The Indian pace attack was not bristling with aggression and purpose.
There is no doubt, in my mind at least, that Team India will be at Lord’s in the final of the world Test championship next year. What happened at the Basin Reserve in windy Wellington was an aberration, most likely brought on by the greenish tinge in the pitch, which was splendidly exploited by the Kiwi pace attack, of course. My only fear is whether the same will not happen to us if the ball swings and seams at Lord’s next English summer as it always tends to at HQ, especially when there is a cloud cover over London.
Give the Kiwis their due. They won their 100th Test, 64 years after their first triumph and their century of wins was inspired by two seasoned fast bowlers in Trent Boult and Tim Southee who were nicely backed up by the six foot-eight inch greenhorn Kylie Jamieson who is not of express speed but extracts bounce from a very high release. The conditions on the first day, when New Zealand won the toss, would have been just what the doctor ordered to test Indian batsmen. Should there be any doubt that India would have inserted the Black Caps had they won the toss?
India came into the game with an impressive seven straight wins. But all victories in Tests are subject to the conditions and the relative strengths of the opposition. To have underestimated New Zealand, unbeaten at home in a streak of 12 Tests, was perhaps the real cause of the Indian debacle. Virat Kohli’s lean trot exacerbated the problem even as the presence of Prithvi Shaw as first choice opener was a bit of an overreach, as much as comparisons to Sachin Tendulkar have been in the young batsman’s career. Let’s face it, Prithvi is no Sachin and would struggle to live up to comparisons in the future too if he doesn’t tighten up his game.
The Black Caps’ mastery of their home conditions, particularly in Wellington where bowling against the wind needs certain expertise, has to be admired. India had to bat ugly to survive and they seemed to for a start, although watching Mayank Agarwal, who was stodgy and yet picking on opportunities to score, was never likely to be easy on the eye. Nor is Cheteswar Pujara going to be an advertisement for bright cricket even if he had played such great Test innings as in Australia two years ago to make possible India’s historic Test series triumph down under.
Ajinkya Rahane was the pick of India’s Test batsmen on the short evidence of the Wellington Test. He had time to play the ball and he was fluent in negotiating it. Both Agarwal and Pujara made it look too often as if they were dealing with grenades rather than a Kookaburra ball. The sum total of the batting efforts was just about good enough to avoid defeat by an innings and we can’t be too proud of that. What was truly disappointing was that once the conditions settled as India batted a second time, they did not put up enough of a fight before going down. The world’s leading Test side can’t allow themselves to be rolled over on a barrel.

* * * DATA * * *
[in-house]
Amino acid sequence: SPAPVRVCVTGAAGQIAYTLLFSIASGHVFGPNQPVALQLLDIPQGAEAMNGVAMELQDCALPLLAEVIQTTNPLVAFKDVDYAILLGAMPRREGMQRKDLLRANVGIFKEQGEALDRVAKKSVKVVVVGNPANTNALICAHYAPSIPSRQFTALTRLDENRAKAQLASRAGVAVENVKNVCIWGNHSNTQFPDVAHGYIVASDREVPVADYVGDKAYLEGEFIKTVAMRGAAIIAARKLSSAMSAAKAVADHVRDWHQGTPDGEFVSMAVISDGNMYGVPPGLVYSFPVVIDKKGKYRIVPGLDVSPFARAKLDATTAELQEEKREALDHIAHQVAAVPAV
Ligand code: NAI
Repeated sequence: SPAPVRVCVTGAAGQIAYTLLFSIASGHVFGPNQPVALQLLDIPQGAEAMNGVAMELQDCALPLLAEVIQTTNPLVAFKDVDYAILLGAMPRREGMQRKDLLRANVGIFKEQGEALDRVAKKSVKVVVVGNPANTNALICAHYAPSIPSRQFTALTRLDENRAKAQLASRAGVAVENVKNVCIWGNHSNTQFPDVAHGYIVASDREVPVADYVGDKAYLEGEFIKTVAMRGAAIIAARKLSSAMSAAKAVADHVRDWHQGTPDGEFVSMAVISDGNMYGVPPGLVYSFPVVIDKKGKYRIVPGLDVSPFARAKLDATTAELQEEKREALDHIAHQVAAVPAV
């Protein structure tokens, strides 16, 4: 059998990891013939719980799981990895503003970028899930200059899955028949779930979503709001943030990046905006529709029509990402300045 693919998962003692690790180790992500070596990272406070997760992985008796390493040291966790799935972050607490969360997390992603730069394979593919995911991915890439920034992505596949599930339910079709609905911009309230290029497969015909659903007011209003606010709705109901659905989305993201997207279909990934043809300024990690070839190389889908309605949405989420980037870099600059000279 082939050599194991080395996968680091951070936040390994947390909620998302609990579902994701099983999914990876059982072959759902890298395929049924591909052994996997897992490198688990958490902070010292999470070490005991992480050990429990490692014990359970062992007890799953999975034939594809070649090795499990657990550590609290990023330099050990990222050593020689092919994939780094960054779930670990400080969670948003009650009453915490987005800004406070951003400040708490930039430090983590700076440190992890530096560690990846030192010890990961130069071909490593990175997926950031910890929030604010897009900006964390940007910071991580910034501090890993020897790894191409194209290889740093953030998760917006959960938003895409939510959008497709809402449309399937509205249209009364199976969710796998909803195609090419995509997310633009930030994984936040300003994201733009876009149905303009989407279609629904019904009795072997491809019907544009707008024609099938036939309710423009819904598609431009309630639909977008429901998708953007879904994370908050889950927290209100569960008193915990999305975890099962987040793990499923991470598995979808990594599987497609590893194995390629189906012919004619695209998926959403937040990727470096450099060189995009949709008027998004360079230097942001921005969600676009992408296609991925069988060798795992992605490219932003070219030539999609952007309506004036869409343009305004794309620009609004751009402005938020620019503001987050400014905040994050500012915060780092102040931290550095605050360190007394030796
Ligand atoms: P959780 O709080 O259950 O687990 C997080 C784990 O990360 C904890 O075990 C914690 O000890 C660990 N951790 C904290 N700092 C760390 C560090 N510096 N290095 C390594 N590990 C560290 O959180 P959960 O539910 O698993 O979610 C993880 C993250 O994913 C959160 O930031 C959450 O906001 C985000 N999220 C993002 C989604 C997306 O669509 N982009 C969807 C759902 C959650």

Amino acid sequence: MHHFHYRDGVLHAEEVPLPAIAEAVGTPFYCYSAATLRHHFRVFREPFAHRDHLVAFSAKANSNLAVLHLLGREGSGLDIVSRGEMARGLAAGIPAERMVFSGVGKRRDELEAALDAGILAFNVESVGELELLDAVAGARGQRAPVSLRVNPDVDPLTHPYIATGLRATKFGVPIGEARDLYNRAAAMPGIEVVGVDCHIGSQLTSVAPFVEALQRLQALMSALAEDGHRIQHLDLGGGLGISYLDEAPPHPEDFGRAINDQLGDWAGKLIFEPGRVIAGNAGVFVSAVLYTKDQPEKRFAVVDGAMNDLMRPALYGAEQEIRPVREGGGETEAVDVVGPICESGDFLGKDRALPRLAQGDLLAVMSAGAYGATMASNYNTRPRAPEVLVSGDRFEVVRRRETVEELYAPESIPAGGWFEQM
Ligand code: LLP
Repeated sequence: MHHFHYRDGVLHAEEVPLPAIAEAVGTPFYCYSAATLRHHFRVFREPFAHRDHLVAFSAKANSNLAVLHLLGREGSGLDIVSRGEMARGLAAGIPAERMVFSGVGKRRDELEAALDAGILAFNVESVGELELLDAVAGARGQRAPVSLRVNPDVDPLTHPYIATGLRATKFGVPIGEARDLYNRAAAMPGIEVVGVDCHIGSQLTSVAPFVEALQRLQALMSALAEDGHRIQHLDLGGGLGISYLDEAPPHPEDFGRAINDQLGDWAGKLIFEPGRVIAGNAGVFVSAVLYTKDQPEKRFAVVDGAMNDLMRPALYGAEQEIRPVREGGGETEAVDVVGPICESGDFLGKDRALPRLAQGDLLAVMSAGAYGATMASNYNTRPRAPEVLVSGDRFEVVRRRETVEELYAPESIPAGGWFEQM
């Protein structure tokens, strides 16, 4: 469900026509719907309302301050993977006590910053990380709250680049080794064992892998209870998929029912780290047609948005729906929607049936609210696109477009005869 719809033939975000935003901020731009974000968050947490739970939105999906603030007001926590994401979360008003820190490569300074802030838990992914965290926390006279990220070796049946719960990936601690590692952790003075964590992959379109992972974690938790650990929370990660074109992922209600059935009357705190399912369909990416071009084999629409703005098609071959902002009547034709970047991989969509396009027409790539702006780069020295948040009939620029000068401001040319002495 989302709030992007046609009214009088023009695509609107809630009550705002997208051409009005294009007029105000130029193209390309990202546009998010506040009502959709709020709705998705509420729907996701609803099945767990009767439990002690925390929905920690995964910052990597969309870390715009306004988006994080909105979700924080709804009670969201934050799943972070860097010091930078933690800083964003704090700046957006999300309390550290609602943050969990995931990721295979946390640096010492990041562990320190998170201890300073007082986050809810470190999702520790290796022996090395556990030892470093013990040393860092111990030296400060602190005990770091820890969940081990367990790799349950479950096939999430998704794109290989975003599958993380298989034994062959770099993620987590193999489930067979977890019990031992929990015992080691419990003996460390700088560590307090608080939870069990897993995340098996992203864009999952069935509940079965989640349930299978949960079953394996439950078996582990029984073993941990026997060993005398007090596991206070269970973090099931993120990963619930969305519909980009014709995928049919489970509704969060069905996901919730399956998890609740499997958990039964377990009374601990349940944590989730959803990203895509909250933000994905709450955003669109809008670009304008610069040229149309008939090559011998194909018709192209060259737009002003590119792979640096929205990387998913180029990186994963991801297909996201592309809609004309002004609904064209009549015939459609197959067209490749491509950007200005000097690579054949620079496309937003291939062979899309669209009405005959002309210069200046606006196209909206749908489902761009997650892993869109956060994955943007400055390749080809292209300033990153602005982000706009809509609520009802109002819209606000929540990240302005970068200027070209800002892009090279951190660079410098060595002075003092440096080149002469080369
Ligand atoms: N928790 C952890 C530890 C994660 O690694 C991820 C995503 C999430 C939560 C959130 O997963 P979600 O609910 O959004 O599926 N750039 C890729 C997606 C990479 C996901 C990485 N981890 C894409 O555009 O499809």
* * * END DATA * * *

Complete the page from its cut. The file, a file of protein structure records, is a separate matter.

The Indian pace attack was not bristling with aggression and purpose. They had built a reputation for just such qualities but were found lacking as a unit whereas Ishant Sharma proved an exception by sticking to the task more than his partners in pace. Things can change quickly and, maybe, the pitch and conditions for the second Test may be kinder to batsmen. But then any quality side must make its own fortunes in any conditions rather than be a one-dimensional, fair weather batting line-up.
We know Team India batsmen are far better performers than what we saw of them at the Basin Reserve. They have to turn up in Christchurch if the series is to be a real contest. The quicks of the Indian attack are far better performers than what we saw of them. They would have to turn up too if the visitors are not to be demoralised by the typical weather conditions and soft pitches that will have grass left on them. Indians should be the last to complain of any team seizing the home advantage by tweaking the conditions a bit. After all, Indians are experts at designer pitches that lets rotating balls jump at the batsmen’s throats rather than those bowled with an upright seam.